ZIMSEC O Level Geography Notes:Types of Industrial Location:Transport and Location of industries
- Industries locate where there are efficient, appropriate and cheap modes of transport to move their raw materials goods to markets and the labour force.
- Generally there are two types of transport costs an industry incurs:
- Assembly costs (ACs) – these are the costs of collecting or assembling all raw materials used by an industry, including imported ones.
- Marketing costs (MCs) – these are the costs of distributing and selling (marketing) finished products to consumers.
- Therefore, total transport costs (TTCs) should equal assembly costs and marketing costs.
- If assembly costs are greater than marketing costs (ACs > MCs), the industry locates at the raw material source.
- If the MCs are greater than the ACs, the industry locates at the market.
- However, most industries choose what is called the least transport cost location to minimize both assembly and marketing costs.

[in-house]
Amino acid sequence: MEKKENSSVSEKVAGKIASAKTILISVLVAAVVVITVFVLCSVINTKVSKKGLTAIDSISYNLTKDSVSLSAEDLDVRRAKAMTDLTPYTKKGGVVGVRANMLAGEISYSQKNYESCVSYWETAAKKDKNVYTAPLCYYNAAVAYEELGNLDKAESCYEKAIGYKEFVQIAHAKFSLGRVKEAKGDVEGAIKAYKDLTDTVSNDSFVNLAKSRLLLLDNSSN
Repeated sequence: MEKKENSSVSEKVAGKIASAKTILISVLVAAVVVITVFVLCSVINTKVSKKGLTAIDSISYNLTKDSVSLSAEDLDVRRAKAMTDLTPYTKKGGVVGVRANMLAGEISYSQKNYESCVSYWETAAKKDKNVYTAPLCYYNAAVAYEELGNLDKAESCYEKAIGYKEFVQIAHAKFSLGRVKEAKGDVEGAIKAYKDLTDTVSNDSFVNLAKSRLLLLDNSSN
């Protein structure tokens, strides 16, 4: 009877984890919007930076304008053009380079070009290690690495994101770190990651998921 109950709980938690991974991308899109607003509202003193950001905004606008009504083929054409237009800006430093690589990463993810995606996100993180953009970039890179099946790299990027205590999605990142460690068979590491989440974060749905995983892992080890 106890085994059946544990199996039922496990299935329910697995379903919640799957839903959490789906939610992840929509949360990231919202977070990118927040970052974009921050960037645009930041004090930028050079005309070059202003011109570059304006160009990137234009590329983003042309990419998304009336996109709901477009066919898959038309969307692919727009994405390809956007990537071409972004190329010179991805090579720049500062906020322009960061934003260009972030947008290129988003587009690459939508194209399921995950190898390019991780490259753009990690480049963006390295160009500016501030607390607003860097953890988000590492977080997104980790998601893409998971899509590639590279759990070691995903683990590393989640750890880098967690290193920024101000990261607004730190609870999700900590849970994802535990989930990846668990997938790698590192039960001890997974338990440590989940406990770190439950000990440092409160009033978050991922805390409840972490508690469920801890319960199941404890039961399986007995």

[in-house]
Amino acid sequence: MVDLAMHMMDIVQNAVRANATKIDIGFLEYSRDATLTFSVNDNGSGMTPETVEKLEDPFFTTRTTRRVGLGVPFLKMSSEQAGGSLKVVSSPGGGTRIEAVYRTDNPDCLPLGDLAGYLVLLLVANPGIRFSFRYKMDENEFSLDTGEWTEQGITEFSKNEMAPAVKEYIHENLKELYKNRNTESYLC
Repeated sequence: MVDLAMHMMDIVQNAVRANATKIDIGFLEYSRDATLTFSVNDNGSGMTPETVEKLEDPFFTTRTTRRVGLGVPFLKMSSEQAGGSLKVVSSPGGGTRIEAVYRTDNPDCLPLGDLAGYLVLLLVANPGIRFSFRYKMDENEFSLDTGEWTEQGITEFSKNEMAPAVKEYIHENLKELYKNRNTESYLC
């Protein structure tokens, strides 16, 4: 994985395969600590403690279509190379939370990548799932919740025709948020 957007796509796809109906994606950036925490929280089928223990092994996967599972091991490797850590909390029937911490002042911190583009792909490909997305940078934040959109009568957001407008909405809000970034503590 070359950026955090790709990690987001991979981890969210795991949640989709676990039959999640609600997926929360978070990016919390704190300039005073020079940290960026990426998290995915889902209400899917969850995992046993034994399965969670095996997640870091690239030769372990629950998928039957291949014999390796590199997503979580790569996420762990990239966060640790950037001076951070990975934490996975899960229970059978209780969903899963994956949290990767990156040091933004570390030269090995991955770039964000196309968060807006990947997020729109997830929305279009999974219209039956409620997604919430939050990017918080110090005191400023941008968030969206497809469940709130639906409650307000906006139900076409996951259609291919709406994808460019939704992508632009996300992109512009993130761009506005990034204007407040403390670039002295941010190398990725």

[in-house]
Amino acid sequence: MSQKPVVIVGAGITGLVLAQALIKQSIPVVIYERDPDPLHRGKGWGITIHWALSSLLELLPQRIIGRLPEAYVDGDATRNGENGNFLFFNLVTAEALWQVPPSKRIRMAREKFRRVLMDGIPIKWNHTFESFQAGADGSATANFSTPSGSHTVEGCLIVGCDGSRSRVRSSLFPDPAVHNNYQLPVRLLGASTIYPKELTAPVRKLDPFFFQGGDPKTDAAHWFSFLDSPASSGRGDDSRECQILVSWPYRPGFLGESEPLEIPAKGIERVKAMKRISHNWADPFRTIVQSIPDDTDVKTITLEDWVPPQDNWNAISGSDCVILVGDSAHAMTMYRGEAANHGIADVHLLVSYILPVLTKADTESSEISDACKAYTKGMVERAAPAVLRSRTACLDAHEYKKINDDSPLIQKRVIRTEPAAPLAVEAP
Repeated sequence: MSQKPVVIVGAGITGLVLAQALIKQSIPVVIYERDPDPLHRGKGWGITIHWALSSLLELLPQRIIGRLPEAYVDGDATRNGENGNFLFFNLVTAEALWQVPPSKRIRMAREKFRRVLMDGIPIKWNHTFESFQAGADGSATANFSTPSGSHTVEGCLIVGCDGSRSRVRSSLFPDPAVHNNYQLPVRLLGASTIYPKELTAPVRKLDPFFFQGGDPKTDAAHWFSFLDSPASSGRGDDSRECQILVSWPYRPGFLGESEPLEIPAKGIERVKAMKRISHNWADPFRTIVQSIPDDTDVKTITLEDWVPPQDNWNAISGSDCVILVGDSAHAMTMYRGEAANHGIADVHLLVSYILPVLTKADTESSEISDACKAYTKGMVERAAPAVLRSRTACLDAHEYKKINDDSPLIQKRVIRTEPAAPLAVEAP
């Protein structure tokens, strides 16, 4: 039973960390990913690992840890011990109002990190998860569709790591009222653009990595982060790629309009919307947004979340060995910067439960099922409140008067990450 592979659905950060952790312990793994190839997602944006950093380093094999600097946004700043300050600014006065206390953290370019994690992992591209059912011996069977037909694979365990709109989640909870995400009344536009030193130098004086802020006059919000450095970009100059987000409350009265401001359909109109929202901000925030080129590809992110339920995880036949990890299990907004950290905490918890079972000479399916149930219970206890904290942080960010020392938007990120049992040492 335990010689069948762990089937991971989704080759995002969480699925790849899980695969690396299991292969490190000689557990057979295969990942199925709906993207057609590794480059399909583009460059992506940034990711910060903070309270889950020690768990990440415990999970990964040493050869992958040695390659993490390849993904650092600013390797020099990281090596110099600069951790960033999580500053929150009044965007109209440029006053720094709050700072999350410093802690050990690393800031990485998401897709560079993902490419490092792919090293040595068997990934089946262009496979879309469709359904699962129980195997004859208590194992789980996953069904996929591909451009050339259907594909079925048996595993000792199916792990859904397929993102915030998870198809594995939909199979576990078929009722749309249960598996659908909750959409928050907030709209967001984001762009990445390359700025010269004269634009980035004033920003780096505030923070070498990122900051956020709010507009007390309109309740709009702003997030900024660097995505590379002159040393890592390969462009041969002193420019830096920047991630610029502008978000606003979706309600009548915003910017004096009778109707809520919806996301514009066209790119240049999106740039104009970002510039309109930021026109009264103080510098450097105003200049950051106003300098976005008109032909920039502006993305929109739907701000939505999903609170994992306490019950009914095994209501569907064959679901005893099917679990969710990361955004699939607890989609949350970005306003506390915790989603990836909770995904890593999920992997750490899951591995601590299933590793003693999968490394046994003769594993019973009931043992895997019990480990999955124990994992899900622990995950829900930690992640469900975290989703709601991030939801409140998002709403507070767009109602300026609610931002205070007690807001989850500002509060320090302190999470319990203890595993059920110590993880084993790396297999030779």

- Other industries are attracted by already existing transport infrastructure more than anything else.
- Some industries locate at break-of-bulk or transshipment points where the mode of transport changes from water to land (rail or road) or vice versa.
- Examples include oil refining and petrochemicals at Port Elizabeth (in RSA), Port Talbot (in UK).
- In advanced countries, most large modern industries rely on imported raw materials and so their location is costal or riverine or along high-speed rails or motorways.
- Similar explanations prevail for export-oriented industries.
To access more topics go to the O Level Geography Notes page
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